Getting a good nights sleep is more important than waking up early
Getting a good nights sleep trumps waking up early! So if you are naturally inclined to sleep late and then forcing yourself out of bed at 5am, you are going to be doing more harm than good. I really recommend reading “Why we Sleep” by Professor Matthew Walker as it highlights the importance of getting a solid rest in every night as disrupted or insufficient sleep has been linked with SO many health problems. This includes memory impairment, increased risk of heart problemsand more recently, a study has correlated irregular sleep patterns with poorer academic performance. So if you are setting the alarm for 5am but not going to bed until 12am – don’t do it! You still need a good 7-8 hours per night to reap the sleep benefits.
It is Important to get up on your alarm
Whether your alarm goes off at 5am or 10am – getting up promptly is good for your brain. Per night, you go through multiple sleep cycles which last about 90 minutes each. These have phases like rapid eye movement sleep – when the majority of dreaming is believed to take place – to deep sleep. When you press snooze, your brain can re-enter a new sleep cycle making it even harder to get up and leading you to be in a state of ‘brain fog’ much longer than you would if you have just go up when the alarm first sounded. Personally, I know when I am not going to get up on my alarm because I have a little chat in my head the night before like “I will see how I feel when my alarm goes off” – NOT GOOD! Getting up on your alarm is your first win over your thoughts of the day and gives you a strong element of self trust. If you give in to your brain saying “Just 5 more minutes”, you are setting yourself up for giving in to those more tempting, unproductive actions all day. So set alarm for when you know you can switch it off and get up for your first win of the day!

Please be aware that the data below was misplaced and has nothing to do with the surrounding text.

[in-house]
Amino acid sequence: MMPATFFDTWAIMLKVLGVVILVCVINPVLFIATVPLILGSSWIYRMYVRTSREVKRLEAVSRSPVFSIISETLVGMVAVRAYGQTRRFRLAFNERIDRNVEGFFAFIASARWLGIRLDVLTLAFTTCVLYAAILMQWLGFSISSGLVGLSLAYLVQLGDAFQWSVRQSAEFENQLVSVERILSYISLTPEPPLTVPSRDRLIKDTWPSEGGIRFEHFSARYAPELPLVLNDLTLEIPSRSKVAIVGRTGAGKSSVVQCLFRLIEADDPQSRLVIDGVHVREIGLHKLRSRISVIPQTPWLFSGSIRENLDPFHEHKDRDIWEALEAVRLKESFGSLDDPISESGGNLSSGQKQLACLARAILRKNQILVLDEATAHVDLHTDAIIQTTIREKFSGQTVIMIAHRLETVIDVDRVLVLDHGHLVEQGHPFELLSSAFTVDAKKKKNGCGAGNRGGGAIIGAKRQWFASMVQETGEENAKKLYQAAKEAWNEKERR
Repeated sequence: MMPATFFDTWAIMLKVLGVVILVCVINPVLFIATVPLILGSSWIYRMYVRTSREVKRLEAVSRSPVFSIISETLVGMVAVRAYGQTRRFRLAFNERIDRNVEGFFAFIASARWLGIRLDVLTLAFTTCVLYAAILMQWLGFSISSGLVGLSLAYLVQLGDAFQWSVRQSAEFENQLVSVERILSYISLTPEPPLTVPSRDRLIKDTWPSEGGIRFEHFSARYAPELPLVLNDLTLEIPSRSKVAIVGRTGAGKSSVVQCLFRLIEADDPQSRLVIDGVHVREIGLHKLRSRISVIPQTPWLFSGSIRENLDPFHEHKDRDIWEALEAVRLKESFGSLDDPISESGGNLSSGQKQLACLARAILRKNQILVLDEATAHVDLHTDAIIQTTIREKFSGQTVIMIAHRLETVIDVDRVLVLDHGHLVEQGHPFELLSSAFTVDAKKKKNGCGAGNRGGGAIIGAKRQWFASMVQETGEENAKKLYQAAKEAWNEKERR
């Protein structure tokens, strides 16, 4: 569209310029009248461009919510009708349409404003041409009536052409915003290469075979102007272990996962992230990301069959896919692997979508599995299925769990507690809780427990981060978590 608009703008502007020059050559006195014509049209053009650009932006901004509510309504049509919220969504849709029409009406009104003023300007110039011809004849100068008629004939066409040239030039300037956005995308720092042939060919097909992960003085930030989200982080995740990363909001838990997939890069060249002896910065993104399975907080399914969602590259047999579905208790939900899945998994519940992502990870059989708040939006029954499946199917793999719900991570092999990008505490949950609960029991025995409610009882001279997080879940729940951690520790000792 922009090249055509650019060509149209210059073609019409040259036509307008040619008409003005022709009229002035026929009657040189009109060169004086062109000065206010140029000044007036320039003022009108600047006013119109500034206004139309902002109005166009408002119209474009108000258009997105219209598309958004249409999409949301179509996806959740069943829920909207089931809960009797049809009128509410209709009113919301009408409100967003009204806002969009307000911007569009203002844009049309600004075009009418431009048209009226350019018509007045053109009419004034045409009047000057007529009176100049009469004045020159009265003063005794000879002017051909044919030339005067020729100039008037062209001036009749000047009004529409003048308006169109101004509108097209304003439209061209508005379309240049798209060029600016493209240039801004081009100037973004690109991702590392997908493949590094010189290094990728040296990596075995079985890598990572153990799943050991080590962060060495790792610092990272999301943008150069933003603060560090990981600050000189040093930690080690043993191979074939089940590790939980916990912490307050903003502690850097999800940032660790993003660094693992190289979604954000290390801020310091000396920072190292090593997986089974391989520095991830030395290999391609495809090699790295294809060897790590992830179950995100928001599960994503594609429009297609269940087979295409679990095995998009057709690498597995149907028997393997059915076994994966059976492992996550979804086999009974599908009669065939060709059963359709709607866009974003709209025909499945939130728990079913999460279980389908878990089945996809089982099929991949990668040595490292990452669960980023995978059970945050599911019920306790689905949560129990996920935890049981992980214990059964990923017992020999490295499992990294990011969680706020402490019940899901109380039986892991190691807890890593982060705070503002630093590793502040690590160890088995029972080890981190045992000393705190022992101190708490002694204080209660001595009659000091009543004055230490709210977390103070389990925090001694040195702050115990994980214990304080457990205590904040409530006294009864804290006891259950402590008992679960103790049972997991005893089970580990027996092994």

Its normal to feel tired when you wake up
With all this being said, it is NORMAL to feel tired when you wake up. We all want to spring out of bed and be like – I am alive and fresh! But a process called sleep inertia means it takes your brain up to half an hour to become functional. This is because your body is awake but your brain is still partially asleep. A brain scan study on people found brain activity during this period switches from sleep-like activity (synchronous slow activity) to wakeful (lots of random burst of activity). Sleep inertia was shown to impact the ability for the brain to switch between task-positive, focused mode (like when you are having to work out a problem) and the wandering brain mode we experience when we are awake.Therefore, it is normal to feel groggy when the alarm goes off and this is not a good enough excuse to roll back over. Spring up and give yourself that time for your brain to switch on!